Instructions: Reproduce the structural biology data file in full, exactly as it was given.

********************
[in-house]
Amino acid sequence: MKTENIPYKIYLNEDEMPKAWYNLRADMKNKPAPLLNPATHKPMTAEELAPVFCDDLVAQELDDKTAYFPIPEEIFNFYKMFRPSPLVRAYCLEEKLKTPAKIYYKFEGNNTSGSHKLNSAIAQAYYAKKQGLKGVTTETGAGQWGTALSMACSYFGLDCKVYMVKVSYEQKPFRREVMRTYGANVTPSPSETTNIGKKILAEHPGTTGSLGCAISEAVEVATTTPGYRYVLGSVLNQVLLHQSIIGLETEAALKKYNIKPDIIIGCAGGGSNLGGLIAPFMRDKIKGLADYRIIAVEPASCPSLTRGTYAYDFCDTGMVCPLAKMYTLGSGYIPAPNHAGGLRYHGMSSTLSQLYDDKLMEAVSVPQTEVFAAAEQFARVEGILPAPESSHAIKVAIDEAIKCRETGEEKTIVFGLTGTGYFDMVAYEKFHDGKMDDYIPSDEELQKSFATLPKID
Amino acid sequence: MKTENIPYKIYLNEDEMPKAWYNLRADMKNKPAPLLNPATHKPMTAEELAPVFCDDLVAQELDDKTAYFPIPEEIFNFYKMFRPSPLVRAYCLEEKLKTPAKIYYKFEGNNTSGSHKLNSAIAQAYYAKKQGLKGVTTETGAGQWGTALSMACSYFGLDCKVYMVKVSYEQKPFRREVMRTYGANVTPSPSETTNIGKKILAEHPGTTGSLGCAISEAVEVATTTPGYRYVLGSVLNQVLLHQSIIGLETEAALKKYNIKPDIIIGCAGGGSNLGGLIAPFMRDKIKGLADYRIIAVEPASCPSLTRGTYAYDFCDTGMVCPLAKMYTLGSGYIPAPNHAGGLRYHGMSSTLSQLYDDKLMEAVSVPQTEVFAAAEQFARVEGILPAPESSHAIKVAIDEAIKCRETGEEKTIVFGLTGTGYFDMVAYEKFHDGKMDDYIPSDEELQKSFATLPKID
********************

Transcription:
[in-house]
Amino acid sequence: MKTENIPYKIYLNEDEMPKAWYNLRADMKNKPAPLLNPATHKPMTAEELAPVFCDDLVAQELDDKTAYFPIPEEIFNFYKMFRPSPLVRAYCLEEKLKTPAKIYYKFEGNNTSGSHKLNSAIAQAYYAKKQGLKGVTTETGAGQWGTALSMACSYFGLDCKVYMVKVSYEQKPFRREVMRTYGANVTPSPSETTNIGKKILAEHPGTTGSLGCAISEAVEVATTTPGYRYVLGSVLNQVLLHQSIIGLETEAALKKYNIKPDIIIGCAGGGSNLGGLIAPFMRDKIKGLADYRIIAVEPASCPSLTRGTYAYDFCDTGMVCPLAKMYTLGSGYIPAPNHAGGLRYHGMSSTLSQLYDDKLMEAVSVPQTEVFAAAEQFARVEGILPAPESSHAIKVAIDEAIKCRETGEEKTIVFGLTGTGYFDMVAYEKFHDGKMDDYIPSDEELQKSFATLPKID
Amino acid sequence: MKTENIPYKIYLNEDEMPKAWYNLRADMKNKPAPLLNPATHKPMTAEELAPVFCDDLVAQELDDKTAYFPIPEEIFNFYKMFRPSPLVRAYCLEEKLKTPAKIYYKFEGNNTSGSHKLNSAIAQAYYAKKQGLKGVTTETGAGQWGTALSMACSYFGLDCKVYMVKVSYEQKPFRREVMRTYGANVTPSPSETTNIGKKILAEHPGTTGSLGCAISEAVEVATTTPGYRYVLGSVLNQVLLHQSIIGLETEAALKKYNIKPDIIIGCAGGGSNLGGLIAPFMRDKIKGLADYRIIAVEPASCPSLTRGTYAYDFCDTGMVCPLAKMYTLGSGYIPAPNHAGGLRYHGMSSTLSQLYDDKLMEAVSVPQTEVFAAAEQFARVEGILPAPESSHAIKVAIDEAIKCRETGEEKTIVFGLTGTGYFDMVAYEKFHDGKMDDYIPSDEELQKSFATLPKID